Hour of Code

my_hour_of_codeSomething quite interesting is coming to Kenwood and Carrie Busey this next week; the Hour of Code.

You can read a little more from Stephanie Stuart’s recent Unit 4 news item. Or you can jump right in at code.org (the twitter feed is quite hot at the moment).

I am a CS major, so all this talk about Computer Science is right up my alley. What is most fascinating about this approach is that the collaboration of authors (they drew on engineers at Google, Microsoft, Apple, Dropbox just to name a few small companies) have done a very amazing job at taking the dull, boring, tedious and onerous stuff I learned in high school and college and turned into a fun, intuitive subject matter that anyone can get into. Not just computer geeks. My daughter invited a friend over today just so they could both “play Blockly” (Blockly is the underlying environment).

hour_of_code_example1The “Hour of Code” that kicks off on the 9th starts you with a very well-done video featuring some people you might recognize (Bill Gates and Mark Zuckerberg just to name a couple), and then gives you a pointer about how to complete the first task. And of course, these guys got rights to use the “Angry Birds” theme, making an instant connection to that mindlessly addictive vice. What I love about this environment is that it is very forgiving, very smooth, very “web 2.0” and quite instructional. You start with a very simple task with a very clear goal, with only a few options to complete that task. And it just builds from there. Before you know it, you are using loops and logic branches (if .. then), and then immersed into the world of “Plants vs Zombies”. How can you not love this stuff?!? 🙂

hour_of_code_example2

The “Hour of Code” deals with just the first ‘stage’ of 20 total stages. Think of it is 20 different lessons, all building upon each other until you get to the end where you have essentially “mastered the basics.” And in my opinion, mastering the basics is a fundamental skill in our modern society. But it doesn’t stop there; the teams that bring you the cute little computer science training with the full sound effects of Angry Birds went a step further and created an “unplugged” version, an entire lesson plan on teaching these concepts with no computer at all. They use another fun, addictive activity that many youngsters will think fondly of – the Cup Game. In the “unplugged” series, a team of students, comprising of one “robot” and several “programmers”, have to instruct the “robot” how to play the game using a limited vocabulary of 4-6 “commands” or symbols. Basic things like “pick up cup”, “put cup down”, “move cup left”, “move cup right”, etc. The idea is for the programmers to come up with a stack of symbols such that the robot can follow the entire thing from start to finish. Not too different than the old punch cards programmers used to use several decades ago. 🙂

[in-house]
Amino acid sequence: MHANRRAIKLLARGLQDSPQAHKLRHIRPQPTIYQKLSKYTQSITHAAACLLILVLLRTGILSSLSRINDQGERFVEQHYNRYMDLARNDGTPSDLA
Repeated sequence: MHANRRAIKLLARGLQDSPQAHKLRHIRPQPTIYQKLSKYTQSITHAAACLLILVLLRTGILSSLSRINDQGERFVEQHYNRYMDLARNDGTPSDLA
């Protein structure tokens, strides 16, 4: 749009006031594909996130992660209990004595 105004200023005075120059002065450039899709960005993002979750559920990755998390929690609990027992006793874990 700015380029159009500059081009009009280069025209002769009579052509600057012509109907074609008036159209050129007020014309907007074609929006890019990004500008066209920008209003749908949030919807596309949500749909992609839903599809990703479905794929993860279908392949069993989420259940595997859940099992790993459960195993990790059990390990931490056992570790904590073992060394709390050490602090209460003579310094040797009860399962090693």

Both Kenwood and Carrie Busey have been exploring how to use a program called eToys in their curriculum. Kenwood has done a full-school immersion, while Carrie Busey is isolated to one class. eToys is built on a platform called Squeak. MIT came out with a very similar concept called Scratch, also built on the Squeak platform. Where eToys is open-ended, robust and quite comprehensive, Scratch is very focused, straight-forward and in my opinion, easier to use and teach. eToys is powerful and big, Scratch is simple. The Hour of Code utilizes something called Blockly, similar to Squeak, and looks almost exactly like Scratch. It is written entirely in javascript (unlike Squeak and eToys/Scratch), and the authors have made it available so you can download it to a simple usb stick and run it in a modern web browser.

Congratulationshour_of_code_all_trophiesI had a lot of fun with Blockly. I zipped through the first 20 lessons of the Intro stage, then marched through the remaining 19 stages. Another fascinating element is that the student is almost being tricked into learning core Computer Science concepts. Aside from control loops, logic branches, there are also functions and parameters. But these are hidden, or rather abstracted, behind fun tasks that are short, quick and easy to digest – bite-sized chunks of Programming 101. And beyond that, there is plenty room for creative exploration. One can choose to beat the suggested number of blocks and optimize their “code”, or one can just go crazy and make the subject do totally random things. I really appreciated how there are several stages devoted to artistic expression; this leaves things wide open for those that just want to try things out. There is no “penalty” for using too many blocks in these creative lessons (in the normal lessons, you are constrained by a maximum number of blocks). I had a bit of fun trying to figure out how to use the basic functions available to create the Golden Ratio, ovals and finally a sine wave.

I realize programming is not the end-all-be-all. I realize some kids have different strengths. I don’t know how all this programming stuff will fit into K-12 Education. My excitement revolves around the fact that some really smart people have come up with a totally fun way to open the doors and allow anyone to learn concepts that I labored through. For some, this might open the door to a future career without even having to go to college. For some, this may ignite a passion for computers. Who knows. All I know is that I had fun with it. 🙂

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